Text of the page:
Thank you George, you are absolutely on target. I think the main problem today is that we in the Church have lost all sense of conciliarity. For this reason it is difficult for people to realize that the final authoritative voice of the Church is never to be found in one or two individuals, be they Fathers or monks, regardless of their supposed sanctity because because holiness is not a guarantee of authority, i.e., holiness and authority in the Church are two different things. In other words, we cannot accuse the Roman Catholics on the one hand of having an infallible Pope, but, on the other hand, believe that all Fathers of the Church or all (holy) monks are infallible! (At least the Roman Catholics have only one infallible guy...if we really believe the Fathers can't make mistakes as the fundamentalists would like to have us believe then we have countless infallible guys!). No, the final authoritative voice of the Church is based on the Ecumenical Councils but even some councils that fulfilled all the "prerequisites" to be Ecumenical (i.e., Florence-Ferrara, Lyons II and many others) were in the end....rejected by whom? By the people, i.e., the consciousness of the whole Church. Therefore, in the end the whole Church, that is to say you and me and everyone in the Body of Christ (=Church) and not one or two people (again regardless of "holiness" which ultimately can be judged fully only by God in the end times) is the final voice that can say what is right and what is wrong. This of course works when our faith is a "βίωμα", that is to say a real life experience and relationship with the living God and not an "ideology" or a set of principles that we abide by as if we belong to a specific philosophy, political party or are masons or something like that. Since the narrow path of Christianity presupposes love and crucifixion for the other (something that goes against our instincts - even and especially our "religious" instincts!) most would prefer the easy and broad road of making our Christian Orthodoxy an "ideology," that is to say, a "religion."...But Christ did not come on earth to merely found a new religion to be just one more among many, no, he came to fulfill all religion and in this sense abrogate religion. Religion is when people sacrifice things in order to somehow appease a dangerous and all-powerful deity that they don't really know fully (this is naturally observed in Man before he has the full revelation of Christ seen in his Incarnation, and in this sense religion is an instinct just like the instinct for self preservation, hunger, etc.). In other words, in religion we plead with God in order to get him to do what we want in a semi-magical way, whereas Christ did the exact opposite thing: he, being God incarnate, sacrificed himself for us in order to plead with us to have communion with him! He therefore turned religion upside down! Once we fall into the temptation of religion, then, we in fact destroy everything Christ suffered for and we ultimately fall into the temptation of fundamentalism. With fundamentalism there is no love. You know that recently a woman in ISIS occupied territory was killed because a little bit of her foot could be seen. Where is the love of God? This is a typical "religious" fundamentalist approach, a typical reaction of people who have no Christ. This is because, before Christ, from a religious point of view the unknown powers of the world (including sexuality which is a powerful force that pre-Christians cannot understand as God-given and good and therefore it is perceived as a dangerous force to be feared and revered at the same time) give us an insecurity that is only satisfied by sacrifices, revenges, violence, etc. - all in the name of "God!" In the end fundamentalism looks the same wherever it rears it's ugly head regardless of supposed differences in dogma. Therefore we find that even "Orthodox" fundamentalists also have no love, are all about the externals, are full of fear and don't shrink even from violence (today the violence of words as in the demonstrations in Volos, tomorrow the violence of true violence as recorded in Chekov's short story "The Murder" where an Orthodox character murders his brother because he.... didn't fast properly on Wednesday!.....). When we make our Orthodoxy into a religion we look just like the ISIS people who murdered that woman because some of her foot was exposed!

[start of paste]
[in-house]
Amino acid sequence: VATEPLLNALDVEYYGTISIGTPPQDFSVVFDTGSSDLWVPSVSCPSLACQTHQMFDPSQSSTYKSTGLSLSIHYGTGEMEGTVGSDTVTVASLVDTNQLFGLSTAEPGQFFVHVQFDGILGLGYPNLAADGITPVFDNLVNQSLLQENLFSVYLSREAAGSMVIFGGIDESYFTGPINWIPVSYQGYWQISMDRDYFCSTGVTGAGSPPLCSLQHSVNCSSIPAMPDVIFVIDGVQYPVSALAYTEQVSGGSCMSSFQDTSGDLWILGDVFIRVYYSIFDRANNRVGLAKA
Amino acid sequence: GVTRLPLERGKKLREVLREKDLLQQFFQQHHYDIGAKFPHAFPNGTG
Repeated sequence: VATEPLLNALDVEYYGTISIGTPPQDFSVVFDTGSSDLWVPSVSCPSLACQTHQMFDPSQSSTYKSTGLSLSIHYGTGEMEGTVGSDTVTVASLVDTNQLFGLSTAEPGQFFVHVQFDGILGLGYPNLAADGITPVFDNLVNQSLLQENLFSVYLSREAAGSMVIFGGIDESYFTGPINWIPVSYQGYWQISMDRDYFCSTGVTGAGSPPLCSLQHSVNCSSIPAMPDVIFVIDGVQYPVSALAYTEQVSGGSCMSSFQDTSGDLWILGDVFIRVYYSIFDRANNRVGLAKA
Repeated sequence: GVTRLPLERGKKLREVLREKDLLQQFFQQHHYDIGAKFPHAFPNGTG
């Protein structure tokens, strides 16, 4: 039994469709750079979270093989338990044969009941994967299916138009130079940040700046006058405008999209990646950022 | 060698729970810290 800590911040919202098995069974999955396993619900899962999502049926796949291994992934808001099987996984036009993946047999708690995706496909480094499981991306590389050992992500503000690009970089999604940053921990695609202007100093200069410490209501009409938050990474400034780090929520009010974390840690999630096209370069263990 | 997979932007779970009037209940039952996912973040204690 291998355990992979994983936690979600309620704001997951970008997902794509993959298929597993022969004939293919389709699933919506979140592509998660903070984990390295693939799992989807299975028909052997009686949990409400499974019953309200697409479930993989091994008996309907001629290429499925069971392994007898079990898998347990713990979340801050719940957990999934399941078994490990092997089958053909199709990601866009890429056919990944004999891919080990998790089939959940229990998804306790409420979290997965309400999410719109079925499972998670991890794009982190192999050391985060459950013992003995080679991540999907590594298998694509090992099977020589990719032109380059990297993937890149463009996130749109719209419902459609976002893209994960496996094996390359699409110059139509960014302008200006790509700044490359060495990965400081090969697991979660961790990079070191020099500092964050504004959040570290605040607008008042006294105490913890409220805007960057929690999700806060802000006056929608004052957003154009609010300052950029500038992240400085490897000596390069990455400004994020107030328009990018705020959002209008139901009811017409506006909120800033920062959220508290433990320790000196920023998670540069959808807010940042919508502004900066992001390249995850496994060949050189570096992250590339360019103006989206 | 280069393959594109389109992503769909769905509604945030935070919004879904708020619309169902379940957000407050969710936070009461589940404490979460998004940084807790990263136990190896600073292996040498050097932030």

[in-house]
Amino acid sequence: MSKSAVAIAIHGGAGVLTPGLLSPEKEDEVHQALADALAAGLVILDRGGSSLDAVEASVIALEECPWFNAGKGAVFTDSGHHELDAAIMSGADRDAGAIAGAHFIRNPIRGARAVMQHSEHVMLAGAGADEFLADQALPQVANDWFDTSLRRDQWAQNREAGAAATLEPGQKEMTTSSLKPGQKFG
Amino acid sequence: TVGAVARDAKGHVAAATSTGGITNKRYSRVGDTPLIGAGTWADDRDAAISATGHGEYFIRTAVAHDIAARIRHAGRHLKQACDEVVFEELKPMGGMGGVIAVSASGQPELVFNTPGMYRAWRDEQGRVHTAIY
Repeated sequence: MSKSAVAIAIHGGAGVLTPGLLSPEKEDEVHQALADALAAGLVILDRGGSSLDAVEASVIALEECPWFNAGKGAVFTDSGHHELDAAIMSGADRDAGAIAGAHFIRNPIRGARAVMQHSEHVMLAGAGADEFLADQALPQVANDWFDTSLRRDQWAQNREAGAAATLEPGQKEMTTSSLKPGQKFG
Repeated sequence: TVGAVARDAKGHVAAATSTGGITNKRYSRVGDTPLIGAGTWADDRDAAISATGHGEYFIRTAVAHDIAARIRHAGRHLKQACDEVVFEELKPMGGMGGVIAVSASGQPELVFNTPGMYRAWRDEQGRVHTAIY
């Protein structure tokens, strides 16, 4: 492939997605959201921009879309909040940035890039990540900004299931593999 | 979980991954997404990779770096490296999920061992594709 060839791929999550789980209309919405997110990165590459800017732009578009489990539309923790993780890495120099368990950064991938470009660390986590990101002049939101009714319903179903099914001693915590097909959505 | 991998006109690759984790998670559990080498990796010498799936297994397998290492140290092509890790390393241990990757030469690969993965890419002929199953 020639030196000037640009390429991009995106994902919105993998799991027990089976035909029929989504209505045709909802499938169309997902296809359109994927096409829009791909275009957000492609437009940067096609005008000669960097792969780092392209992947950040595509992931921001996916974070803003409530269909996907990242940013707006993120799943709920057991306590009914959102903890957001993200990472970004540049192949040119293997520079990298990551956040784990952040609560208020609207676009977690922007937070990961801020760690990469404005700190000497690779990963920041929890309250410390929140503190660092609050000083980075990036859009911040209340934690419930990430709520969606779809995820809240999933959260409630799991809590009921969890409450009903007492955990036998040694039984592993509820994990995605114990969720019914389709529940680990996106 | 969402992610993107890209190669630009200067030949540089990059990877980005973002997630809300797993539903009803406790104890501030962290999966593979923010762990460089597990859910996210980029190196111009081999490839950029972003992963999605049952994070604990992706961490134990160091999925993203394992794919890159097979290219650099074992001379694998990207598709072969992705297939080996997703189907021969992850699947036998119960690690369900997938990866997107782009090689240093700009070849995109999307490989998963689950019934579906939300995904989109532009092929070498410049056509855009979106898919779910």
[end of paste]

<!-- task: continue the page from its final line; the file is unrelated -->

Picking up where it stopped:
Posted on 2/10/15 1:32 AM.